Bariatrics is a field of medication focusing on weight loss and the overall health of obese patients. This includes surgical options as well as a plan of care that doesn't include surgery. The care plan is based on the patient and their weight and health.
Bariatric care focuses on a plan for obese patients to lose weight and increase overall health. To decide bariatric care is right for you or a loved one, you must understand who benefits and why.
Who Needs Bariatric Care?
Doctors use a patient's body mass index, or BMI, to determine obesity. The calculation for BMI takes weight into consideration with height. Whether a person is considered obese depends on where the BMI falls on a chart. Patients with a BMI of 30 or greater are considered obese.
All obese patients are considered bariatric patients. This also means they receive bariatric care.
What Does Bariatric Care Include?
Bariatric care works with obese patients to lose excessive weight. The goal is to use a variety of tools, such as diet, exercise, behavior therapy, and bariatric surgery, to help an obese patient reach a healthier weight. The goal is to reduce a patient's BMI and lower their risk of developing chronic disease.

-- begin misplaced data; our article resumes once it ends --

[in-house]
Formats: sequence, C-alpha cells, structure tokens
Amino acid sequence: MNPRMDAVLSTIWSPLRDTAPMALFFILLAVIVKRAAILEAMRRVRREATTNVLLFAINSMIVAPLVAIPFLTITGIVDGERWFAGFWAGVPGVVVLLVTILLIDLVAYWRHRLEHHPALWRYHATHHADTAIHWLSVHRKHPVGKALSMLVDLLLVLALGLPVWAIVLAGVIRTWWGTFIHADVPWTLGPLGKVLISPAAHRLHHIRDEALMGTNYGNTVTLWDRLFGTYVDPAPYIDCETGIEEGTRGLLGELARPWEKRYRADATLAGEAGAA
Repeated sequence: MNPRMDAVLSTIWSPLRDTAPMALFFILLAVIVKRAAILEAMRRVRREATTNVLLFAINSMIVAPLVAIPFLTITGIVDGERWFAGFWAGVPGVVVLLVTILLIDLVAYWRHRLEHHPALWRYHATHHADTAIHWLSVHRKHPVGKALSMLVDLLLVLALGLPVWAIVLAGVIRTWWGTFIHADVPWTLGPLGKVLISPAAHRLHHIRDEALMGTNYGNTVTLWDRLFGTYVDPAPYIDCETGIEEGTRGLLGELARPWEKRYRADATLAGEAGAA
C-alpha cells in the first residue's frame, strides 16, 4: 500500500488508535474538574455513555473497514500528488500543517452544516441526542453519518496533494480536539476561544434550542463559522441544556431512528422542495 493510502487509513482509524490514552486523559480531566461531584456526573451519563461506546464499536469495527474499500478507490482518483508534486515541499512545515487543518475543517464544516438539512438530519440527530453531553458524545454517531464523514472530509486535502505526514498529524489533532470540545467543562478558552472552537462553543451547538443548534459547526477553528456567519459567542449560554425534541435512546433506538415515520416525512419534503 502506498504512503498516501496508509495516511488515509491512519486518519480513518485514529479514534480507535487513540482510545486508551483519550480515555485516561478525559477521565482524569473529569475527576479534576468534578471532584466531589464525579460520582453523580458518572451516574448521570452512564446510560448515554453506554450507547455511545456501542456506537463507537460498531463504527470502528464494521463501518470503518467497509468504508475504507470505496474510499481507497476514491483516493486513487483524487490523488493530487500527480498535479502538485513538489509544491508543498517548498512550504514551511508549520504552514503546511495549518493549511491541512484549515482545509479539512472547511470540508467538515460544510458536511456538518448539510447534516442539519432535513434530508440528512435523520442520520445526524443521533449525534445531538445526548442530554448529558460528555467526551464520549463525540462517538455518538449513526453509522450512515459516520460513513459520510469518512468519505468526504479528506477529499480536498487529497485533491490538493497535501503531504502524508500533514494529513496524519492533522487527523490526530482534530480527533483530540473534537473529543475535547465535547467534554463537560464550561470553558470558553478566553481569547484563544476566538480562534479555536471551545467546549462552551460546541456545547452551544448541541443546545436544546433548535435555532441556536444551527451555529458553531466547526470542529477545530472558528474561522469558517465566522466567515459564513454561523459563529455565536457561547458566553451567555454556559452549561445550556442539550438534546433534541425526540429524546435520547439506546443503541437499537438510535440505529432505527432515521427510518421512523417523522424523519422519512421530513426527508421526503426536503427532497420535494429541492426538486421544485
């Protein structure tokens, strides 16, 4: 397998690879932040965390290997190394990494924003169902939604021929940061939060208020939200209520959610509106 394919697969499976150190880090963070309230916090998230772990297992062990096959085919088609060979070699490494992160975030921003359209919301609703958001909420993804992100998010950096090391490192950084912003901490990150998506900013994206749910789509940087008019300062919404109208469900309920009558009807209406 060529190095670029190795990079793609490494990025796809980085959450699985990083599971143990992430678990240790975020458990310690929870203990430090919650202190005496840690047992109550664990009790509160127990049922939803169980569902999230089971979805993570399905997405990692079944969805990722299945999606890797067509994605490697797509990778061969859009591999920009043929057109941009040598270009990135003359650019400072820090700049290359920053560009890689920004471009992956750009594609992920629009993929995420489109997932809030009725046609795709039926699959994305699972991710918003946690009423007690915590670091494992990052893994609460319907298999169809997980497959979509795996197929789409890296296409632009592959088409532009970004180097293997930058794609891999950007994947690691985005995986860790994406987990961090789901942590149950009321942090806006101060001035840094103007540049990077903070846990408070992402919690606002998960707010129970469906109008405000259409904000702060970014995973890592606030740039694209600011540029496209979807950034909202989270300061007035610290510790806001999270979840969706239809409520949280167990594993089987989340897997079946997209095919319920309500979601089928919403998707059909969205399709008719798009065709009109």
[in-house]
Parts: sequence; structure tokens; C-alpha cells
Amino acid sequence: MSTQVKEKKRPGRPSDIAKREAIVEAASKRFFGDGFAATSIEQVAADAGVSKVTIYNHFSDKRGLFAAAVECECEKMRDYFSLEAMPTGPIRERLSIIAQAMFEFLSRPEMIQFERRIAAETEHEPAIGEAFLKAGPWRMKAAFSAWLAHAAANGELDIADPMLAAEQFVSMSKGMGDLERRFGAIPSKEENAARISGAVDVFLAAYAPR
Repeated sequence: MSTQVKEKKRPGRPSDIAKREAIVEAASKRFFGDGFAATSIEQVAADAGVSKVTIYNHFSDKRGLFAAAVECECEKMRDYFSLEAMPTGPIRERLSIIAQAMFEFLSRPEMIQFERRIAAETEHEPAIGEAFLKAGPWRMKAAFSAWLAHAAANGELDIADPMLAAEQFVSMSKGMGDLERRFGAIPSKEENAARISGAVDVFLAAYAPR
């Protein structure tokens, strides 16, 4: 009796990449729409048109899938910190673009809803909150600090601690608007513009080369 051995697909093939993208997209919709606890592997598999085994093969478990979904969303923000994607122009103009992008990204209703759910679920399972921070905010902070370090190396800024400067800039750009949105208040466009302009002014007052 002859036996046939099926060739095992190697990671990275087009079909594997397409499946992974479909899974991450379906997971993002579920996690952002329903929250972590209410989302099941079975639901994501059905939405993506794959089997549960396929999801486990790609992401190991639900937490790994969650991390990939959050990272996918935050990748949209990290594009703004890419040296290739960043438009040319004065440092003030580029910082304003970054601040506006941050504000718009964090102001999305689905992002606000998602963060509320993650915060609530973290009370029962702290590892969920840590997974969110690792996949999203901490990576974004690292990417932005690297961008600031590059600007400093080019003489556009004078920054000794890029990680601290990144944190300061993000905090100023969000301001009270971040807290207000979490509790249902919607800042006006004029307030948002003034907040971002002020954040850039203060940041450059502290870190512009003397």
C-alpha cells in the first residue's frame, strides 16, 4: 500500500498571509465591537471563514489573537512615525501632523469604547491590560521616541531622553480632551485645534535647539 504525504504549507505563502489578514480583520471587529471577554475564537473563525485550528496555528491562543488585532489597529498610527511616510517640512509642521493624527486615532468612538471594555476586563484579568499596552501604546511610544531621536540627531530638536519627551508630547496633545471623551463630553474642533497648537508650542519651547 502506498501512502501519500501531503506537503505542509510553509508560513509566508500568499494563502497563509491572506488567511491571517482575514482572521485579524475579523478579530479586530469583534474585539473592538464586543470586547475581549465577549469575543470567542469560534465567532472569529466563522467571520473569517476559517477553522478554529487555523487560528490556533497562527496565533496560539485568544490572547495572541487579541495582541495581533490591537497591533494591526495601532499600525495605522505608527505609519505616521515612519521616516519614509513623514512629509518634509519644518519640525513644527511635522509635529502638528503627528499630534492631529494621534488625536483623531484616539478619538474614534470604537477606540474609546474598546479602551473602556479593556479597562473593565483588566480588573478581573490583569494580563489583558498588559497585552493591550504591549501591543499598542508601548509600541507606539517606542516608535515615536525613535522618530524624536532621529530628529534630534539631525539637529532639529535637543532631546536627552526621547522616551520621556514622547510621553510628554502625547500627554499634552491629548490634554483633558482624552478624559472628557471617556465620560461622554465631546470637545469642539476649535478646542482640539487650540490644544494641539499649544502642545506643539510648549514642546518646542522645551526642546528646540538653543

What Are The Health Risks For Bariatric Patients?
The more overweight a patient is, the higher the risk a patient has of developing chronic disease. Obesity significantly increases the risk of some dangerous conditions that increase morbidity and mortality.
- Cardiovascular disease
- Liver disease
- Kidney disease
- Sleep apnea
Reducing weight greatly reduces disease risks. For patients already dealing with a chronic disease, weight loss helps reduce severity and symptoms.
What Is The Role Of A Bariatric Care Team?
Doctors and nurses treating bariatric patients work to provide support and education along with medical care. Medical professionals help patients understand the importance of weight loss and the treatment plan to reach their goals.
Doctors also monitor and treat any chronic conditions patients have as they work to lose weight. The care teams also work with patients to decide which treatment plan is best based on BMI and overall health. In some cases, bariatric surgery is an option. A patient with a BMI of 40 or greater is considered morbidly obese and can consider surgery as a weight-loss option.
Obesity is a common issue that doctors see and treat. Excessive weight is unhealthy, but with bariatric treatment plans, a patient can lose weight and live a healthier, more active life.